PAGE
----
Kindness, consideration, and respect are qualities most parents hope to instill in their children. Some today may find the concept of proper etiquette old fashioned, but teaching children basic good manners is one way to enforce these important ideals.
“Manners are a sensitive awareness of the feelings of others. If you have that awareness you have good manners, no matter what fork you use.”—Emily Post
While I could write a whole book about manners (as Emily Post most famously did) here are 10 very basic lessons parents can teach their children, providing them with the understandings necessary to become well-mannered adults.
Please. Thank You. Excuse Me.
Beginning at square one, it is not too difficult to get even the youngest children into the habit of including a “please” with every request, a “thank you” upon any receipt, and an “excuse me” upon any imposition.
The key to developing this habit in children is simply to kindly remind them consistently to include these “magic words” until they can remember on their own.
Respect in Conversation
As children get old enough to engage in conversation, they can be taught to respect those with whom they speak by giving their full attention and maintaining good eye contact. Children can be taught to address adults properly (that is, “Mrs. Smith” or “Dr. Jones”). Parents can help children by saying things like, “Do you remember Mrs. Smith?” upon introduction. These are skills that can be explained and taught through role modeling at home.
Patience may take time for kids to learn, but one way to regularly exercise this virtue is to teach children not to interrupt others, unless of course there is an emergency. Very young children can understand that if others are engaged in conversation it is not kind or considerate to insist upon stopping it so that they may say something. If it is necessary to interrupt, of course, they can be taught to say, “excuse me.”
Listen to Understand
Building upon the ideals of patience and kindness, we can teach kids, as they mature, an essential skill that epitomizes good manners: the skill of listening. Giving respect to anyone they converse with, kids can go beyond the practice of not interrupting to truly listening, with an aim to understand what is being said.
Of course, simply being nice is critical to having good manners. Thanks to Disney’s Bambi and his adorable bunny friend, Thumper, this is an easy concept to remind kids of: “If you can’t say somethin’ nice, don’t say nothin’ at all.” (You can teach them proper grammar later. ;))
The use of digital devices presents a whole new category of etiquette to consider. If parents instill the idea of consideration for others, though, right and wrong quickly become clear. Looking at your phone while in the middle of a conversation? Wrong. Sharing photos with your the friends around you? Right. Pulling out the iPad at a restaurant? Wrong. Googling the answer to a question everyone present would like answered? Right.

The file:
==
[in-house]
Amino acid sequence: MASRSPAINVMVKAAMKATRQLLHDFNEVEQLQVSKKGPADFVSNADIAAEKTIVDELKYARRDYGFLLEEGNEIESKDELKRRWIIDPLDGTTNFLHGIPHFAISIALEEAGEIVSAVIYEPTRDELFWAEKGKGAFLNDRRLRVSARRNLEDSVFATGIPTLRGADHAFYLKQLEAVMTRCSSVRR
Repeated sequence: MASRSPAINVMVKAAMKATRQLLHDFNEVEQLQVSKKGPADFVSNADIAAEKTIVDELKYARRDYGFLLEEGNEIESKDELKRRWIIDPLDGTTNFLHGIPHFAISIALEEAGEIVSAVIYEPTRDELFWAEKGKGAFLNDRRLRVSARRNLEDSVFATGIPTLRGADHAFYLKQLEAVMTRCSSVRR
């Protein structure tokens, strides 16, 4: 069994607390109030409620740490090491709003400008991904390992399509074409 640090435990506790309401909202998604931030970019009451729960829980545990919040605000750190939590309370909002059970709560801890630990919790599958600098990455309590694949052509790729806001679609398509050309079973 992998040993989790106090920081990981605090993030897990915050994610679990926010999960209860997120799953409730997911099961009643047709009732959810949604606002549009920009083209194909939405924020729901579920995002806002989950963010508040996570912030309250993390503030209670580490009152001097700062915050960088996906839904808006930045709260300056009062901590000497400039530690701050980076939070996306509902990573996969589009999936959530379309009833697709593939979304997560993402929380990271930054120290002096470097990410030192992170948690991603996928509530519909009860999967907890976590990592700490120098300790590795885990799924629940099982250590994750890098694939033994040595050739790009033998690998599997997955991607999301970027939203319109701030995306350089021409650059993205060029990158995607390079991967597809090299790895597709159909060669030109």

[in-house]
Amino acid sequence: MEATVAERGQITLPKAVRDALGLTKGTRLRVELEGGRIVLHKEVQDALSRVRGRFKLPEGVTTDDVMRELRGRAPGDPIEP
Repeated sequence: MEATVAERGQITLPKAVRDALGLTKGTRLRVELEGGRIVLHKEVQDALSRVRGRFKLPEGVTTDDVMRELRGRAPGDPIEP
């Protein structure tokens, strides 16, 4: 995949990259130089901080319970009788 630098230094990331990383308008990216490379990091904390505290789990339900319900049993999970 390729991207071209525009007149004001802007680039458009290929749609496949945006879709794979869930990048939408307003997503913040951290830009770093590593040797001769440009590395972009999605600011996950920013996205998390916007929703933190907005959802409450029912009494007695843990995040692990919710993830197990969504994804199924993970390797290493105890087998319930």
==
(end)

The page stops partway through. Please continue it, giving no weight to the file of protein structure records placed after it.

Be a Facilitator
Whether a guest in someone’s home, a participant in a discussion, a pupil in a classroom, or a shopper in a store, one can always consider others and aim to be someone who makes things easier. If we can instill this idea in our kids, they’ll surely be well-mannered. As guests in someone’s home, for example, they’ll clean up after themselves and offer to help. As students in class, they’ll follow the rules and be helpful to their teacher and classmates.
Tolerate and Appreciate Others
Children are never too young to be appreciative and tolerant of others—true testaments of kindness.
“The real test of good manners is to be able to put up with bad manners pleasantly.”—Kahlil Gibran
Praise Their Good Manners
Positive reinforcement is a critical tool to teach children anything. As your kids develop good habits and continue to display good manners, reinforce their success with praise. Notice when your children are using their good manners and being kind and let them know you’re proud of them.
Model the Behavior Yourself
Perhaps the most effective way to teach your children good manners is to have good manners yourself.
“The hardest job kids face today is learning good manners without seeing any.”—Fred Astaire
Children, as you likely well know, model the behavior of their parents. If this is an area you could use improvement in, make the effort to bring about a positive change that both you and your children will benefit from.